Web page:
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Cultural Studies Now Conference, UEL, 20 July 2007 Absolute Cultures: Mathematics Education Meets Cultural  Studies Debbie Epstein, Heather Mendick and Marie-Pierre Moreau
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Cultural Studies Now Conference, UEL, 20 July 2007 pie/pi Ellie: “Yes I was talking about my friend who was the maths geek.  He  came back this summer and he has got like the pi symbol and it’s about  an inch big tattooed on like the underside of his wrist.  Everyone was  telling me he had ‘pi’ and I was thinking, ‘why has he got a pie tattooed  on his wrist?’ And I was thinking, ‘what kind of pie would it be and why  would you think let’s have a pie?’  And then everyone was like ‘what are  you on about – pi you know’ and I was like ‘oh!’.  But he thinks it is like  the best thing ever, so much so that he has had it now permanently  tattooed on him. [laughter] You wouldn’t go and get Marx you know ‘I  really like Marx let’s have him tattooed’ or something like that you know.” [Meitner, Russell Group university, Focus group 25, social sciences  undergraduate]
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Cultural Studies Now Conference, UEL, 20 July 2007 The study: our research questions What discourses are there about mathematics and  mathematicians within contemporary popular cultural  representations? How are these discourses deployed by learners in constructing  their relationships with mathematics?  How are these discourses and processes classed, gendered  and raced?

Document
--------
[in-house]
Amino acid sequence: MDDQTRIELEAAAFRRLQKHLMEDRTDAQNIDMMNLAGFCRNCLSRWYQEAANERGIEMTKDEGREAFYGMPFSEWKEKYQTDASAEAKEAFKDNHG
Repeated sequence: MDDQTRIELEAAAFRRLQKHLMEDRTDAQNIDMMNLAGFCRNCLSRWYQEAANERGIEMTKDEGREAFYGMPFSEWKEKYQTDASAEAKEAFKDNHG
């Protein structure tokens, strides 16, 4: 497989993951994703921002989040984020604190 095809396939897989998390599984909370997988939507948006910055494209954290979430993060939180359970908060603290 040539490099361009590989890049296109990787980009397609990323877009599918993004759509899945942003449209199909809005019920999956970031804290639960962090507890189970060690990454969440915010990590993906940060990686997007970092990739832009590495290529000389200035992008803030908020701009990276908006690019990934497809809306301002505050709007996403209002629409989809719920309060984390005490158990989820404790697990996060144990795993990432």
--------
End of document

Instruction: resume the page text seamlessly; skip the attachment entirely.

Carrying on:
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Cultural Studies Now Conference, UEL, 20 July 2007 Why explore this issue? The policy argument: fewer and fewer young people are choosing  to do maths post GCSE in England and Wales, similar trends in  other countries The culture argument: more and more mathematics and  mathematicians are appearing within popular culture (Numb3rs,  sudokus, geek chic etc.) The social justice argument: strong association between  mathematics and identities and evidence that this is classed,  gendered and raced The personal argument: relationships – experience ‘watch TV and call it work’
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Cultural Studies Now Conference, UEL, 20 July 2007 Have we been doing a  cultural study? Our research has not been  conventional CS but has drawn on  insights and methods from the  Birmingham School (Centre for  Contemporary Cultural Studies) in its: Attention to the circulation of popular  understandings/discourses Concern with the popular Interest in the making of meaning
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Cultural Studies Now Conference, UEL, 20 July 2007    What have we done? 2 groups of participants: 
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This note was uploaded on 11/11/2011 for the course MATH 220 taught by Professor Kearn during the Fall '11 term at BYU.

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t75567_4 -...

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